It really is as simple as that. As an over-achiever who tends to convolute nearly everything (“why, oh why must my writing be three times as long as the required word count,” I lament week after week) this is crucial for me to remember. So, I envision a large poster with those three words on it in my classroom’s future. 🙂 Actually, I envision a small army of posters that all contain quotes from this special methods course. Here is to fourteen more weeks of AWESOME teacher preparation!


My senior year of high school I wrote about a million scholarship essays. In nearly every single one I was asked to describe what I was planning to major in at college and why. Each time I would type out an answer describing how I was planning to major in secondary English education because I wanted to someday be able to instill a love for reading and writing in others like it once instilled in me. Though I still hope to (at least once) be the catalyst that allows a student to go on to have a lifelong love for the world of books and taking pen to paper, this semester has taught me that this won’t always be the case. English class, particularly writing, is going to mean something different for each of my students. It is my duty to respect and support that. This is just one lesson of many, however. As the semester draws to a close, here are three highlights from Theory and Practice of Teaching Writing.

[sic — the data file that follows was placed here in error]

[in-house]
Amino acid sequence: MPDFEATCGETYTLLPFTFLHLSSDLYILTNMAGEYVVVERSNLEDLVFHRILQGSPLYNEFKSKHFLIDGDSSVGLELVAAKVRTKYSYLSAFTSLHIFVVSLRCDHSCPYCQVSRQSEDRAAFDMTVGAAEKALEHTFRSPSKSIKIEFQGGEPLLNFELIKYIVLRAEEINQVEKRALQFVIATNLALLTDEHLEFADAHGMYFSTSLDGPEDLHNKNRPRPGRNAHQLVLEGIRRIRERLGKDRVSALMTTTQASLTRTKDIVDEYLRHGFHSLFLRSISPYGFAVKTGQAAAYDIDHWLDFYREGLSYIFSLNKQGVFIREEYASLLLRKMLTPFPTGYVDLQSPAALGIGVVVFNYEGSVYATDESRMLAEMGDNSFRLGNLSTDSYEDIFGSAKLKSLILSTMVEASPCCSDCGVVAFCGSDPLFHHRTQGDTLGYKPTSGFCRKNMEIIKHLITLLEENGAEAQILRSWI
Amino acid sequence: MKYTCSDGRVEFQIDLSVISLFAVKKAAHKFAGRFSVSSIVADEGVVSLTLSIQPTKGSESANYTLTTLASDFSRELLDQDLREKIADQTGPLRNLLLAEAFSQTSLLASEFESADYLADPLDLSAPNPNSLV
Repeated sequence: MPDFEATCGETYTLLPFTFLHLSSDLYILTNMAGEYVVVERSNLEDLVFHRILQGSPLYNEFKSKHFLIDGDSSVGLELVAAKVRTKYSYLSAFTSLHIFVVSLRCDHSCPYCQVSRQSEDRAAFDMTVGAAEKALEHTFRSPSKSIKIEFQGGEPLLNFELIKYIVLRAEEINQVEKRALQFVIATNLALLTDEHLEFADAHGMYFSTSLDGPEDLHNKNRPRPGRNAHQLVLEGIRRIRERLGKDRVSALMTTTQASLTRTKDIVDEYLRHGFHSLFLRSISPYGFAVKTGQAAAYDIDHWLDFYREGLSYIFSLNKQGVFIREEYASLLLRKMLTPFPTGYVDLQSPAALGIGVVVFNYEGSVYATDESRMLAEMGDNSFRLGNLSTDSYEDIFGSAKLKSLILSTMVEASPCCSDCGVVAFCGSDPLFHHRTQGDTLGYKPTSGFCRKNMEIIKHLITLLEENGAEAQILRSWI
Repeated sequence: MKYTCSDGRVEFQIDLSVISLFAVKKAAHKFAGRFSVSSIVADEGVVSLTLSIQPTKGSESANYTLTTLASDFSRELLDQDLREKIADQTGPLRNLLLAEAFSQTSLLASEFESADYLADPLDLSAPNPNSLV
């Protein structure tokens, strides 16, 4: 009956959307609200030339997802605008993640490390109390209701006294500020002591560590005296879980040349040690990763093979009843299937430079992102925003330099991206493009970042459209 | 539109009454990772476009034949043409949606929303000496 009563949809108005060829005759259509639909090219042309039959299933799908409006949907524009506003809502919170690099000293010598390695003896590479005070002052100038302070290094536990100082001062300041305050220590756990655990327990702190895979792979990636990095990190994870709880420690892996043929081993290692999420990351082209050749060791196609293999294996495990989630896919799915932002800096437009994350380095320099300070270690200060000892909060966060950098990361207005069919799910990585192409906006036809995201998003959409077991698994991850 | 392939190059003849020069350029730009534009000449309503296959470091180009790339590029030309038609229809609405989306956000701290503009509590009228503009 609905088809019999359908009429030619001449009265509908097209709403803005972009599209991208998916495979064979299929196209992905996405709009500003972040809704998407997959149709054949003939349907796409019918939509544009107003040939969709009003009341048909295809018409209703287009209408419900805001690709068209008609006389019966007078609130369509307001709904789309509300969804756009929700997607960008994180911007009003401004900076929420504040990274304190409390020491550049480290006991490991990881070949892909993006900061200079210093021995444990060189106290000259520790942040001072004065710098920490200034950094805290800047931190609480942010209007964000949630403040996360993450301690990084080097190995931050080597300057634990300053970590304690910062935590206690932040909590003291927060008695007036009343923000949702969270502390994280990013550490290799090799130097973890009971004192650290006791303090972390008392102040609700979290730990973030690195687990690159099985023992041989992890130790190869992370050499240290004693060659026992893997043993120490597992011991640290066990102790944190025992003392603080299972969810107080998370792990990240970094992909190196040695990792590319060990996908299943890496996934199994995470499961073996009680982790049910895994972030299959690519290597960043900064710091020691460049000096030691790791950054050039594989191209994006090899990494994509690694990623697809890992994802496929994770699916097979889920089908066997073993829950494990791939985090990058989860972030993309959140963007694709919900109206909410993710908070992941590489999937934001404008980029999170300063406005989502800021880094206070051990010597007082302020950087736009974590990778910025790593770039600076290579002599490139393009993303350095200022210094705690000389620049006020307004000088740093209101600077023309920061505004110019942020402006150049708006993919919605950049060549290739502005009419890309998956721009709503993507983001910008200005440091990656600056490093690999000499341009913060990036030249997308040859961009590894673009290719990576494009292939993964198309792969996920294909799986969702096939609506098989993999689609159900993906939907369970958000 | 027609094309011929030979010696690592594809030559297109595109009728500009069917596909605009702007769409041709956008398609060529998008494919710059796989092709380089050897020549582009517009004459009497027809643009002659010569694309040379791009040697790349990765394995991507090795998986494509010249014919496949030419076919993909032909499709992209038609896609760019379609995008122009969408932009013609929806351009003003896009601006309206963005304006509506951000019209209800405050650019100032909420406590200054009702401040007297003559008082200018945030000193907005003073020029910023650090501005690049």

1.) Learning about the (More Complete Version) of the History of Writing

In high school my two favorite subjects (besides weights class, shout out to Mr. K) were English and history, so it was quite enjoyable to blend the two together (as if they weren’t inextricably connected anyway). My area of research was 19th century rhetoric and the teaching of writing (check out A Super Niche Post, Just for You!), and it was fascinating for me to simultaneously see how far we have come in writing education while also realizing how much farther we have to go. In addition, back in January and February it was fun diving into a class where we (the students) were the one’s teaching our findings. Learning about Liberty Rhetoric from Miah, Madeleine de Scudéry from Carlie, literacy among slaves from Regan, and many other topics was a delightful experience. It not only gave each of us in the class a taste of what is to come in the years ahead with our chosen careers, but it also provided each of us an opportunity to read, support, and gain knowledge from the writing of our peers— an opportunity we may not have otherwise had.